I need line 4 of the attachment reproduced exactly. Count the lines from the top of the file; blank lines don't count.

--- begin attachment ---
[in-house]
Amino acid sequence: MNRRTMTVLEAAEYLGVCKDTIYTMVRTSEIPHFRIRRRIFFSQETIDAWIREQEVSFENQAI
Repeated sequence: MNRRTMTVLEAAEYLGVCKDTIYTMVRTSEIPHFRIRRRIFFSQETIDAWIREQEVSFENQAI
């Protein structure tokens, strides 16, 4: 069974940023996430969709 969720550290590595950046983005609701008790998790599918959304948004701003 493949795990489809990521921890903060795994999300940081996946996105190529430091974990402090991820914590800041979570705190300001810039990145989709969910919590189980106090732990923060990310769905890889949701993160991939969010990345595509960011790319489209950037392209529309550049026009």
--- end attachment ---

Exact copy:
């Protein structure tokens, strides 16, 4: 069974940023996430969709 969720550290590595950046983005609701008790998790599918959304948004701003 493949795990489809990521921890903060795994999300940081996946996105190529430091974990402090991820914590800041979570705190300001810039990145989709969910919590189980106090732990923060990310769905890889949701993160991939969010990345595509960011790319489209950037392209529309550049026009």